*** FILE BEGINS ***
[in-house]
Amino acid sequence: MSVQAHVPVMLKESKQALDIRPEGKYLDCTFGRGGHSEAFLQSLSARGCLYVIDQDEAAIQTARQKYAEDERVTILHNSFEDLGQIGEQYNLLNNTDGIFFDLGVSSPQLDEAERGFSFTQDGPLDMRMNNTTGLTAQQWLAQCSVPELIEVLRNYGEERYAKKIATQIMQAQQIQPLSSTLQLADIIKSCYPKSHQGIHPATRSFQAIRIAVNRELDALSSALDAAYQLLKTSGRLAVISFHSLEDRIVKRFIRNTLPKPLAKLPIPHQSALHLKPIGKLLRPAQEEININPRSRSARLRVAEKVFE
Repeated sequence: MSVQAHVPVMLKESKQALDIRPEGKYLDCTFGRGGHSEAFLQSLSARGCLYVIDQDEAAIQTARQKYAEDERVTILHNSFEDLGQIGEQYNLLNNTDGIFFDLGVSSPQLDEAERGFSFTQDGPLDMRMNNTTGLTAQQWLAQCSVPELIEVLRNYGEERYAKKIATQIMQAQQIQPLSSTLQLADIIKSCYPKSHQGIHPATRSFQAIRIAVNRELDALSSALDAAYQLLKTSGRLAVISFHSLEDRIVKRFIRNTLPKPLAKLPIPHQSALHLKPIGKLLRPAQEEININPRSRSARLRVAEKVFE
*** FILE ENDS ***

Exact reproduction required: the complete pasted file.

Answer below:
[in-house]
Amino acid sequence: MSVQAHVPVMLKESKQALDIRPEGKYLDCTFGRGGHSEAFLQSLSARGCLYVIDQDEAAIQTARQKYAEDERVTILHNSFEDLGQIGEQYNLLNNTDGIFFDLGVSSPQLDEAERGFSFTQDGPLDMRMNNTTGLTAQQWLAQCSVPELIEVLRNYGEERYAKKIATQIMQAQQIQPLSSTLQLADIIKSCYPKSHQGIHPATRSFQAIRIAVNRELDALSSALDAAYQLLKTSGRLAVISFHSLEDRIVKRFIRNTLPKPLAKLPIPHQSALHLKPIGKLLRPAQEEININPRSRSARLRVAEKVFE
Repeated sequence: MSVQAHVPVMLKESKQALDIRPEGKYLDCTFGRGGHSEAFLQSLSARGCLYVIDQDEAAIQTARQKYAEDERVTILHNSFEDLGQIGEQYNLLNNTDGIFFDLGVSSPQLDEAERGFSFTQDGPLDMRMNNTTGLTAQQWLAQCSVPELIEVLRNYGEERYAKKIATQIMQAQQIQPLSSTLQLADIIKSCYPKSHQGIHPATRSFQAIRIAVNRELDALSSALDAAYQLLKTSGRLAVISFHSLEDRIVKRFIRNTLPKPLAKLPIPHQSALHLKPIGKLLRPAQEEININPRSRSARLRVAEKVFE